We used the Five to Thrive Autism approach (KCA) as our evidence base for developing the programme. This approach provides five building blocks (RESPOND, CUDDLE, RELAX, PLAY, TALK) for promoting healthy brain development and positive relationships. It is particularly suitable for use with children with ASD and speech and language delay. We also incorporated resources from Oakwood and Middletown Autism support services.

 

The programme was delivered remotely. Parents received a weekly video and top tips newsletter as well as ideas for simple, fun and easy activities to support children’s language, behaviour, attention, sensory needs and social and emotional development at home. They also received  a weekly phone call to provide individual, tailored support and check in on wellbeing.

The course is now being rolled out for the fourth time in South and East Belfast and a total of 43 parents have participated.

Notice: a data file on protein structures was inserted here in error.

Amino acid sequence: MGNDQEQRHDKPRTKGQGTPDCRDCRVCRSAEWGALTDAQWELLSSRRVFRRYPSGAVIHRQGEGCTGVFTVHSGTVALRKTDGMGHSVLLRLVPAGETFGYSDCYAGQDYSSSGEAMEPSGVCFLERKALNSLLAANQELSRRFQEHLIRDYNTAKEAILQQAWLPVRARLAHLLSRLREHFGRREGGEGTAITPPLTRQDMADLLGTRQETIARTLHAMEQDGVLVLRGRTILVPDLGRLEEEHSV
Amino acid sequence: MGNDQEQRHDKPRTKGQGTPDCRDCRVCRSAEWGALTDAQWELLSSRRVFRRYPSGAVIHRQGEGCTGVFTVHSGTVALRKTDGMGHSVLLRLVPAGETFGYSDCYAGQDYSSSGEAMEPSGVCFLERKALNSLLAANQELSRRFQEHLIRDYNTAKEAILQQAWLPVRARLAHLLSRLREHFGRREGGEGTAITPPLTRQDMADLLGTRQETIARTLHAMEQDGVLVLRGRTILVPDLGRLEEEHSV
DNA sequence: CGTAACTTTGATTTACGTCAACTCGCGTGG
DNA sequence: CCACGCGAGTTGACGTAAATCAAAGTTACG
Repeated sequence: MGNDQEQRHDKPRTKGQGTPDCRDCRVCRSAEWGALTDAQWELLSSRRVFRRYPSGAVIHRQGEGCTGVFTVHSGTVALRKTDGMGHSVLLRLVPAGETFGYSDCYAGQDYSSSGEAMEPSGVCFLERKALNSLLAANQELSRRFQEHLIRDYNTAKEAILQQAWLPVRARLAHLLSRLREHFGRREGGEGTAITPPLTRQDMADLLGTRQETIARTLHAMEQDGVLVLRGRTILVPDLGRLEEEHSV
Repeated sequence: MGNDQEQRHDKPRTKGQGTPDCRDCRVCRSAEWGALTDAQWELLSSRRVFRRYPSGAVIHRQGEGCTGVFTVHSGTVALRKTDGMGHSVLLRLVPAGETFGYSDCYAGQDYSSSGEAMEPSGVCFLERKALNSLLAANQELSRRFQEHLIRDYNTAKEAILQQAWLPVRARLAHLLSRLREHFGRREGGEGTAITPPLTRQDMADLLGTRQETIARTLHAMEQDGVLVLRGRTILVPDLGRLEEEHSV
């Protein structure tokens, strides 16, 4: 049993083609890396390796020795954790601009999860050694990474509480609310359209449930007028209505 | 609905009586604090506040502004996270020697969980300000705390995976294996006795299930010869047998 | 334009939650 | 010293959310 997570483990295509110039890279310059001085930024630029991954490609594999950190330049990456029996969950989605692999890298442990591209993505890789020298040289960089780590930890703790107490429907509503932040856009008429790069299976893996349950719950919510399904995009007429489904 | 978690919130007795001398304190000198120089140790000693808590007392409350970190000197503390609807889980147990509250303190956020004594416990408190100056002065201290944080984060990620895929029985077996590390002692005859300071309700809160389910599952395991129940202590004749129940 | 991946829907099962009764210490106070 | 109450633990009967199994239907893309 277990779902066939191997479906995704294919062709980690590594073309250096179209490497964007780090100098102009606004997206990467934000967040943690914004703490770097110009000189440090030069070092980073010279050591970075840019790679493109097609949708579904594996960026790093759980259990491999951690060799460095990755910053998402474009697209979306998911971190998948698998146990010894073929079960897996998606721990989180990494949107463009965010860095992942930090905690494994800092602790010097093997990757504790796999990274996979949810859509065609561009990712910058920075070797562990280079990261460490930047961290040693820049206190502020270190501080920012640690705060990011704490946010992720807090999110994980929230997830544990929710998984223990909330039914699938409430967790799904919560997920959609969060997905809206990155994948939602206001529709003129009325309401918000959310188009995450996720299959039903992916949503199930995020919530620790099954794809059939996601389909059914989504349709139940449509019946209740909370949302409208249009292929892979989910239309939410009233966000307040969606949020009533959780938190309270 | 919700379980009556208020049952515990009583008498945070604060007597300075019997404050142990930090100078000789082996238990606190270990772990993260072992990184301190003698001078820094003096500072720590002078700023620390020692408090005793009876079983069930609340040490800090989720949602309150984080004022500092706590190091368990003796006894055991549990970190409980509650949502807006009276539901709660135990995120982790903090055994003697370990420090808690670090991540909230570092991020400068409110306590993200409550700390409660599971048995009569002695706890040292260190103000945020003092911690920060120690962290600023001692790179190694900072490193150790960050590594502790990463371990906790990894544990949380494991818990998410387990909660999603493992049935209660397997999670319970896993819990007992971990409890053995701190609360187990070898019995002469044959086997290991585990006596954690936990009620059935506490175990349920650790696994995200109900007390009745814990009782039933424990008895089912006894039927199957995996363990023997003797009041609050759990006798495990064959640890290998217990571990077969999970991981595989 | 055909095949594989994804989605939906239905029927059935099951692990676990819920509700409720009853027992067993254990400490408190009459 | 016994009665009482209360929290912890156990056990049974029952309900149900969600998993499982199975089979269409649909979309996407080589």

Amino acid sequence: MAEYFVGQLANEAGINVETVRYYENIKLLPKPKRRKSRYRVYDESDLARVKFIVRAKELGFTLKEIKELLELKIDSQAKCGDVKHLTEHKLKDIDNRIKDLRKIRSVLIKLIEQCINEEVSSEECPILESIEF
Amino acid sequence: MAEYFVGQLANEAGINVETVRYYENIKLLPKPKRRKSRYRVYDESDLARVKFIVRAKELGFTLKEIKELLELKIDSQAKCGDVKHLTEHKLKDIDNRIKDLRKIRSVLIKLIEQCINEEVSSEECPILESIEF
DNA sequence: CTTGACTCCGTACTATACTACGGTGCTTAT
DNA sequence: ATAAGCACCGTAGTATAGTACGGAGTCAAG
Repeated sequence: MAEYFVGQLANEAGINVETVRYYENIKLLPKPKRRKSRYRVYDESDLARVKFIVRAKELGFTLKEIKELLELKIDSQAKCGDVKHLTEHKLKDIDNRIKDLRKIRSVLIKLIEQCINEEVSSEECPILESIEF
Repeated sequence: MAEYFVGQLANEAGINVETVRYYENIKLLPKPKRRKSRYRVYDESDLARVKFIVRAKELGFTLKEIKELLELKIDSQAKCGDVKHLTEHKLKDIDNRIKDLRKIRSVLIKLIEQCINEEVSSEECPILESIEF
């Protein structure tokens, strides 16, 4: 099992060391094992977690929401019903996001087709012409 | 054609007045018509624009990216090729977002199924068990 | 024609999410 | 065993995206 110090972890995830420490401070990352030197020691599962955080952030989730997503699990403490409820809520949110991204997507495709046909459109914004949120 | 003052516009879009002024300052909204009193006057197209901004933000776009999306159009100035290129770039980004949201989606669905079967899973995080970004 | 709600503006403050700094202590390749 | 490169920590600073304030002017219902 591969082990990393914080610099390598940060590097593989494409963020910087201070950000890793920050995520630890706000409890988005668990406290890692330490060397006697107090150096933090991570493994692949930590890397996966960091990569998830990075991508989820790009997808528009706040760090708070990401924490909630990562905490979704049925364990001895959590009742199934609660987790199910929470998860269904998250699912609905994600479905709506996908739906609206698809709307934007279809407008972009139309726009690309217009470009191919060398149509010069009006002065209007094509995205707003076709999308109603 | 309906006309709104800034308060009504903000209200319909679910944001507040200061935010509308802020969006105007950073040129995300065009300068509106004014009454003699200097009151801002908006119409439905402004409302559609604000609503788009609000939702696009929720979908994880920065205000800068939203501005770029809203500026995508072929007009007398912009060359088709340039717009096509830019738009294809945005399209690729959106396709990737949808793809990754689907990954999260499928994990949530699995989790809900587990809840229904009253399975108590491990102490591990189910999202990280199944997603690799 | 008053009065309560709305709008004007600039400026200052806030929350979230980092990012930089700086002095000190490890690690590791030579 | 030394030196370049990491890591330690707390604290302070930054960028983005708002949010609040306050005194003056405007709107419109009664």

Parent feedback

“We have got a better insight into how our child’s brain develops and this has enabled us to make the appropriate actions and reactions, as well as giving us a better understanding behind our child’s actions and behaviours”

“The course has given us more ideas for play that will help to encourage our child’s holistic development. We have also gained insight into ways to help promote communication and language development”

“I learned about ‘emotion coaching’ to help name my child’s emotions to hopefully help them to understand their own emotions and help me understand how they are feeling”

“The strategies have really helped me, starting from interaction to taking note of detailed changes in him and a more positive response from me”